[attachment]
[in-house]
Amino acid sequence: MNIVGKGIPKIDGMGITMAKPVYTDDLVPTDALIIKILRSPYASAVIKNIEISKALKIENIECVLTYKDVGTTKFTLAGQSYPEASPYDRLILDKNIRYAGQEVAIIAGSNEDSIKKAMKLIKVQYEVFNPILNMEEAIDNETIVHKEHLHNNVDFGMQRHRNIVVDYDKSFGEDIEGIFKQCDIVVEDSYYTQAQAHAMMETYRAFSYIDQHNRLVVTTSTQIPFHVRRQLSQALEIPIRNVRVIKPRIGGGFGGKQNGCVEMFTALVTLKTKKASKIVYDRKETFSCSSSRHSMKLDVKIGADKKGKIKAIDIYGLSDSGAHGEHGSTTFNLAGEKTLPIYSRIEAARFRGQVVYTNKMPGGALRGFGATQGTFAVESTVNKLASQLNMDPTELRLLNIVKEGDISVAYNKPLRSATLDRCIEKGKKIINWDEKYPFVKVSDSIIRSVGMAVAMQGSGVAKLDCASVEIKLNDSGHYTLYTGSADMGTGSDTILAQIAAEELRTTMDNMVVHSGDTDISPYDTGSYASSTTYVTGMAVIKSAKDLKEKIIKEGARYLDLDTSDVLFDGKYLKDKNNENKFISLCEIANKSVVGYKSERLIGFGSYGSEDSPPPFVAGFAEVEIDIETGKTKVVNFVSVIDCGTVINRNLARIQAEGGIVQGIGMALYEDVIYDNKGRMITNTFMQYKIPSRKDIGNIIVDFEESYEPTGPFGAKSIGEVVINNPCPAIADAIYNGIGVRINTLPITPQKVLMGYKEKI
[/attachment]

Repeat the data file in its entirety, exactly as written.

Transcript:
[in-house]
Amino acid sequence: MNIVGKGIPKIDGMGITMAKPVYTDDLVPTDALIIKILRSPYASAVIKNIEISKALKIENIECVLTYKDVGTTKFTLAGQSYPEASPYDRLILDKNIRYAGQEVAIIAGSNEDSIKKAMKLIKVQYEVFNPILNMEEAIDNETIVHKEHLHNNVDFGMQRHRNIVVDYDKSFGEDIEGIFKQCDIVVEDSYYTQAQAHAMMETYRAFSYIDQHNRLVVTTSTQIPFHVRRQLSQALEIPIRNVRVIKPRIGGGFGGKQNGCVEMFTALVTLKTKKASKIVYDRKETFSCSSSRHSMKLDVKIGADKKGKIKAIDIYGLSDSGAHGEHGSTTFNLAGEKTLPIYSRIEAARFRGQVVYTNKMPGGALRGFGATQGTFAVESTVNKLASQLNMDPTELRLLNIVKEGDISVAYNKPLRSATLDRCIEKGKKIINWDEKYPFVKVSDSIIRSVGMAVAMQGSGVAKLDCASVEIKLNDSGHYTLYTGSADMGTGSDTILAQIAAEELRTTMDNMVVHSGDTDISPYDTGSYASSTTYVTGMAVIKSAKDLKEKIIKEGARYLDLDTSDVLFDGKYLKDKNNENKFISLCEIANKSVVGYKSERLIGFGSYGSEDSPPPFVAGFAEVEIDIETGKTKVVNFVSVIDCGTVINRNLARIQAEGGIVQGIGMALYEDVIYDNKGRMITNTFMQYKIPSRKDIGNIIVDFEESYEPTGPFGAKSIGEVVINNPCPAIADAIYNGIGVRINTLPITPQKVLMGYKEKI